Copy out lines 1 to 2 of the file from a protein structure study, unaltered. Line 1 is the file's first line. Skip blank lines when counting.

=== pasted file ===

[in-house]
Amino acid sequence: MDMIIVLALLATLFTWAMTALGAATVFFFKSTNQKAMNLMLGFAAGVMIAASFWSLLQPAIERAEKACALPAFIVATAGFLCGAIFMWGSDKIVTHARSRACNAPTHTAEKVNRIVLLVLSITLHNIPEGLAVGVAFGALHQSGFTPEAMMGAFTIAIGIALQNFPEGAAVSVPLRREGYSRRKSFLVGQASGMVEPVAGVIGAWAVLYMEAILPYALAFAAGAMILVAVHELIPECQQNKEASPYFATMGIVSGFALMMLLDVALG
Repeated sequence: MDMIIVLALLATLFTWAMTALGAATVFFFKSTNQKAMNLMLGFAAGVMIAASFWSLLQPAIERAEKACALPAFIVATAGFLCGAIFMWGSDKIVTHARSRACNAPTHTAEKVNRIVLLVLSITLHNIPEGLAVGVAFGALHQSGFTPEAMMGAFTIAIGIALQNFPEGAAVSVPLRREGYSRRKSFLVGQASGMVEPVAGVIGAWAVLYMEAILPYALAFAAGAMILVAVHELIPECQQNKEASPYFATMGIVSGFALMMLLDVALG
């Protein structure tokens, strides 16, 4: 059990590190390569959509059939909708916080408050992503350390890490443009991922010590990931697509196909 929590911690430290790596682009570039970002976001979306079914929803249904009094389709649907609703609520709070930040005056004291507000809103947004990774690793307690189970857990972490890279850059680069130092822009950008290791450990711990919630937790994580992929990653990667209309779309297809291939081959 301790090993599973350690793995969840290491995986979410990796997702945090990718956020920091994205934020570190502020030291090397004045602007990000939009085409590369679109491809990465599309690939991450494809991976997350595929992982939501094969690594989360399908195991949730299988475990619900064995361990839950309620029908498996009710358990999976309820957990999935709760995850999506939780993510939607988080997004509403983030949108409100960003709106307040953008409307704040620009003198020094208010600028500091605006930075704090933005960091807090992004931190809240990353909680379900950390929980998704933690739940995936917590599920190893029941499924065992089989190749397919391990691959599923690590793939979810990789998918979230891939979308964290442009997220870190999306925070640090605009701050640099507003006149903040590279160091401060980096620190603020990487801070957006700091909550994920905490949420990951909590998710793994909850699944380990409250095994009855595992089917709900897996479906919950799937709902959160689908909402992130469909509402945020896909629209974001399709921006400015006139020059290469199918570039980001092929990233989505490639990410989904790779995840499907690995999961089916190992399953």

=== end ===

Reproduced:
[in-house]
Amino acid sequence: MDMIIVLALLATLFTWAMTALGAATVFFFKSTNQKAMNLMLGFAAGVMIAASFWSLLQPAIERAEKACALPAFIVATAGFLCGAIFMWGSDKIVTHARSRACNAPTHTAEKVNRIVLLVLSITLHNIPEGLAVGVAFGALHQSGFTPEAMMGAFTIAIGIALQNFPEGAAVSVPLRREGYSRRKSFLVGQASGMVEPVAGVIGAWAVLYMEAILPYALAFAAGAMILVAVHELIPECQQNKEASPYFATMGIVSGFALMMLLDVALG